Ways to Make Sunday A Day of Rest, Not Stress: 

  1. Ignore the chaos and unplug. Put aside your email, social media, calendar, etc. All of these communication forms can be overwhelming and heavy to take in at times. Instead, do an activity that “sorts out the clutter and puts the pieces together,” such as a puzzle or following a recipe.
  2. Spend time with your loved ones. Before my sister and brother-in-law moved to Kentucky, they would come over every week for Sunday night dinner. So, why not bring back the Sunday night dinner tradition with your loved ones? Other activities to consider include playing a game, watching a movie, or going for a walk together.
  3. Catch up on a good book. Reading is something I never have enough time to do. Yet, I have discovered that there is nothing better to do on a Sunday.
  4. Have a leisurely meal. Take your time making and eating one or all of your meals.
  5. Get out of the house, even if it is just to go outside. A breath of fresh air can make all the difference.

When you make Sunday a day of rest, you start the new week a better, more relaxed version of yourself.

xoxo,

Megan

Self-Coaching Yourself to A Better and Happier You

Dictionary.com defines “life coach” as “a person who counsels and encourages clients on matters having to do with careers or personal challenges.” The role of a life coach includes helping others set goals, organizing different areas of a person’s life, making a huge change or decision, overcoming a tough challenge, and more. They are there to provide support and accountability during a time of improvement in a person’s life. Most of the time, people turn to a professional life coach for assistance. Yet, did you know you can be your own life coach, also known as a self-coaching, and assist yourself in these same situations as a life coach would?

According to professional experts, self-coaching occurs when you apply the same techniques as a life coach would to your own life and do it yourself. It is important to understand that determination and dedication are needed to self-coach. As a teacher, I encourage my students to use a growth mindset. This type of thinking means a person’s abilities, goals, and skills can be developed and accomplished through dedication and hard work. It is a mindset that energizes people to never give up and stay positive. When a person self-coaches, having a growth mindset is a must and a basis for it all. Along with the support of using a growth mindset, a life coach can provide timeliness, accountability, and motivation. All of which a person can provide for themselves.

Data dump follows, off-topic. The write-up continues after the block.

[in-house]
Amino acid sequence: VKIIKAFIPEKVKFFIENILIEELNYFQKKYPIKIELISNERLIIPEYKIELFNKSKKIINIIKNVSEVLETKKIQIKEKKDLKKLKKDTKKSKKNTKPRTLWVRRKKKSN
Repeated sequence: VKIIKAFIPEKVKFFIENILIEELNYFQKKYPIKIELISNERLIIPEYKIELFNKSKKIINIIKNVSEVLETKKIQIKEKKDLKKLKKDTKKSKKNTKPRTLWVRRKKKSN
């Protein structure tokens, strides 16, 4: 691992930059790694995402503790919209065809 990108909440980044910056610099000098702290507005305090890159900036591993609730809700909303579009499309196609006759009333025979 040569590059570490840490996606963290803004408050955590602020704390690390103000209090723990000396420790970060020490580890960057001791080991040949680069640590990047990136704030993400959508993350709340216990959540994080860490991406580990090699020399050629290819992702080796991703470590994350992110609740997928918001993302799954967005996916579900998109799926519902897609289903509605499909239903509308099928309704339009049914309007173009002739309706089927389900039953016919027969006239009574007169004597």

One of the hardest things can be deciding when to start something new or make a change. Think about the situation and what you are changing or working towards. Did you receive a promotion or new job offer? Are you wanting to lose weight? Then, ask yourself: are you anxious, depressed, or restless about a certain part of your life? Are you ready for something new? Will this make you a better person? Honestly answering these questions can signify to you whether you are ready or not to self-coach.

Now that you have decided the time is right, try to focus on only one aspect of your life at a time. Go back to your answers for the questions above and think about the situation to which they applied.  Was it for your career, health, finances, etc.? Sometimes it is not possible to focus on only one area. If this is the case, break your actions for the different areas into small steps and complete one at a time. Martha Beck, a professional life coach, states in the article, “Tips from the Pros: How to Be Your Own Life Coach,” to start with the “area of least satisfaction. If a person has a good life, but there are some things that aren’t great, work on the stuff that’s not great. If you have a terrible life, work on what’s most terrible.” Then, turn your area for improvement into a goal with a timeline.

According to Doctor David Rock, author of Your Brain at Work, goals should be short and able to be stated in three to seven words. As for the timeline, the goals should be approachable, achievable, and realistic. For instance, if your goal is to lose 10 pounds, consider how much time you realistically need to accomplish it. However, don’t be too hard on yourself if you need to make a change here or there. Just don’t stray too far off track. A way to hold yourself accountable with your goals is by using a journal. Write down everything you do each day that pertains to that goal – good and bad. In addition, use your journal to rate your “quality of life” as you are working towards something. Beck recommends using a scale of zero to ten and rate your quality of life daily. Ten is super happy and zero is miserable. In the same article, she says, “The purpose is to look back and see what you were doing on the days you felt bad. It’s a way of looking at: where did my happiness go? Where did I find joy?”

Lastly, be sure to use a growth mindset and change how you think about your goal. Instead of thinking that you have to do something, think about it in terms that you get to do something.

Anyone can be a life coach for their own lives. Through using the techniques of self-coaching, you can be on the way to a better and happier you. Plus, you’ll feel empowered for accomplishing goals you might have been putting on the back burner for a long time.

xoxo,

Megan